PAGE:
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Why are TVs NOT precalibrated at the factory?

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Tip from Michael TLV:  No TV absolutely needs to have a professional come in to fine tune it. They are built to meet a certain tolerance and that is all.

If you want your set more finely tuned ... then you either do it yourself or you pay a pro to do it.

If I want my car more finely tuned ... same deal.

If we wanted to add the cost of this so called ISFing to the cost of the set ... TV's go up in price by $200 to $500. The low end for tube TV's ranging anywhere from $200 to $1300.  The high range for RPTV's.

If you want to do this, then the TV's must stay in the factory assembly line for 2 to 5 hours more. Consider factory labor costs and what that translates to at a pricing level and something that costs $100 in additional labor now costs $500 for you.

This is also the same reason why manufacturers many years ago, could not add a better line doubler to a particular TV because it would make the TV too expensive at retail. The cost difference for the line doubler in question was a $5 type versus an $13 type. After manufacturing was accounted for, this would raise the cost of the TV $150 which was not acceptable at the time. (They were shooting for a $5000 price point ... and $5150 was too much.)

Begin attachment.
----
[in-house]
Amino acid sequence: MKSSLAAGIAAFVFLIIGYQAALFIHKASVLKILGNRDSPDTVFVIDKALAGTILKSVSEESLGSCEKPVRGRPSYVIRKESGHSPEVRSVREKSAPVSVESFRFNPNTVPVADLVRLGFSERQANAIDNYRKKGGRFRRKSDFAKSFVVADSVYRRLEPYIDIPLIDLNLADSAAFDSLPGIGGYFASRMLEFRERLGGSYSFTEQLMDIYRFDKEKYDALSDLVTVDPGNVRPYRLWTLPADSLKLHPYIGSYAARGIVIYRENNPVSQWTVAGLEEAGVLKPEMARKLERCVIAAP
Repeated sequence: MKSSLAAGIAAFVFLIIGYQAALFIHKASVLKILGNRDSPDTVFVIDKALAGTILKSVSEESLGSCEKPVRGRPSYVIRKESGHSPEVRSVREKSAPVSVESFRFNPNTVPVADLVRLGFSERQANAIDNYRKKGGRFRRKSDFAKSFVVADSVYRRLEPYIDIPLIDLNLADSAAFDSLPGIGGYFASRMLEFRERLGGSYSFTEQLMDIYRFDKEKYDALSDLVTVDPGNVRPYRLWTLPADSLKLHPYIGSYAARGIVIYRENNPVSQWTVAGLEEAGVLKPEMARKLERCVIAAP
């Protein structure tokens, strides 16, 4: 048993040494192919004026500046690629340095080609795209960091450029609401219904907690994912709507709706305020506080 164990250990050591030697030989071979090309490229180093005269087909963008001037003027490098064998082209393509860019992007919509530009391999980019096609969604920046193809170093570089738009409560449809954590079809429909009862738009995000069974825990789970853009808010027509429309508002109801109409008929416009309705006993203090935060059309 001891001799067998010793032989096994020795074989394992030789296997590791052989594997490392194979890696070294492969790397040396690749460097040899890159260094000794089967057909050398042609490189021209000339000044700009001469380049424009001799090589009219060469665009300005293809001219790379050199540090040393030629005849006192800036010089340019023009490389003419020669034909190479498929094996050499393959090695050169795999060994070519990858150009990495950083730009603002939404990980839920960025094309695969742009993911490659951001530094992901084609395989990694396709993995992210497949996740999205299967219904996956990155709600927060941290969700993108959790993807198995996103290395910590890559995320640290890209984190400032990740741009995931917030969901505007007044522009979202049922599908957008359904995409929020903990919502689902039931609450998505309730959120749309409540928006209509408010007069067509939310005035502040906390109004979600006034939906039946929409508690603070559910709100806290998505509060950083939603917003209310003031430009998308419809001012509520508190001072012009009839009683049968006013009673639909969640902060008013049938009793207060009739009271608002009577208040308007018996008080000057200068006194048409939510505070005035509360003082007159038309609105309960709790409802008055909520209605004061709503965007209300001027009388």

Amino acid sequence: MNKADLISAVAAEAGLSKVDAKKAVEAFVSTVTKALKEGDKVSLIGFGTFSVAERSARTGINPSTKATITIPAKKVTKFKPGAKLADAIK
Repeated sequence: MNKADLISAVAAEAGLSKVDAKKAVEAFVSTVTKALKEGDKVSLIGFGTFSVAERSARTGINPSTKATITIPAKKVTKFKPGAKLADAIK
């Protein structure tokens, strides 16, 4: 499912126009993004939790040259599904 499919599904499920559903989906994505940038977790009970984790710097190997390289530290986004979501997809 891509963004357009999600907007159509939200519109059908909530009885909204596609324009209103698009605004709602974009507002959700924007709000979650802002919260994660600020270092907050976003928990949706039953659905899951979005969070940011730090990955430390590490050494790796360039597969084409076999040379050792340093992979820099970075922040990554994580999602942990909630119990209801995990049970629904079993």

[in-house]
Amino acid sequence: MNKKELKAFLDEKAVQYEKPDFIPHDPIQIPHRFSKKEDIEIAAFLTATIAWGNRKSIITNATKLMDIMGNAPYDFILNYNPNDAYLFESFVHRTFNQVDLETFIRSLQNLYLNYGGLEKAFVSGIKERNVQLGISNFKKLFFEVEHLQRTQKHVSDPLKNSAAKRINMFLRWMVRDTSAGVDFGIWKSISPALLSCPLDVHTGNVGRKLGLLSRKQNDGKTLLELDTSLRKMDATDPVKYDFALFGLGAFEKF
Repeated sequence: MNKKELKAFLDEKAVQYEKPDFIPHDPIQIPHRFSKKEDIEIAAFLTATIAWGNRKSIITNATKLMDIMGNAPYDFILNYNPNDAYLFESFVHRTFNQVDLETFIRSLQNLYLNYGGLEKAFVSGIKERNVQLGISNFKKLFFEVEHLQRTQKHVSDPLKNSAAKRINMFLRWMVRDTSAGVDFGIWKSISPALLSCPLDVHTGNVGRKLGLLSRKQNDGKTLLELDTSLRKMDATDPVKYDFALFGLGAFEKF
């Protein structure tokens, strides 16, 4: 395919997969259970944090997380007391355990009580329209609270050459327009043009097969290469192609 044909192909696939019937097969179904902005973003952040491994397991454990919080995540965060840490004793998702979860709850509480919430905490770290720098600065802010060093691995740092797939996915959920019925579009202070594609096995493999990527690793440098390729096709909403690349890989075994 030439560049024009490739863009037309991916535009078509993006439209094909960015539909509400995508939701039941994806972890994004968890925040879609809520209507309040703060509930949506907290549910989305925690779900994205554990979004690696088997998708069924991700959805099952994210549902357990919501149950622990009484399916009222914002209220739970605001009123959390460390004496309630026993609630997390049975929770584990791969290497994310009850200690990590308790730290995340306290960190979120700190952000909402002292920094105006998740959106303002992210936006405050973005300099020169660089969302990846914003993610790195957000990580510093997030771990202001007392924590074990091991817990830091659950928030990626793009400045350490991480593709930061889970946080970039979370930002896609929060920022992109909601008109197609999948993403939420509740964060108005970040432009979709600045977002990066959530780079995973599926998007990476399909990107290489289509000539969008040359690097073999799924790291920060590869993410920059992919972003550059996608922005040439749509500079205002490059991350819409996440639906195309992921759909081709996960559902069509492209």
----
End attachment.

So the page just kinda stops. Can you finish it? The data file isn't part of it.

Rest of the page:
Now if offered the choice, 99.9% of all consumers would rather save the money on the TV than pay the premium.

Which brings us right back to where we started. Why make 100% of the paying public buy something that only 0.01% of the people really want?

Add to this ... the effects of shipping, temperature changes, viewing environments, and breaking in periods ...

So now the manufacturer has to factor in sending a tech to your home 30 days after the sale for this work. Figure 2 to 6 hours of the tech's time and we are looking at that same $200 to $500 premium again.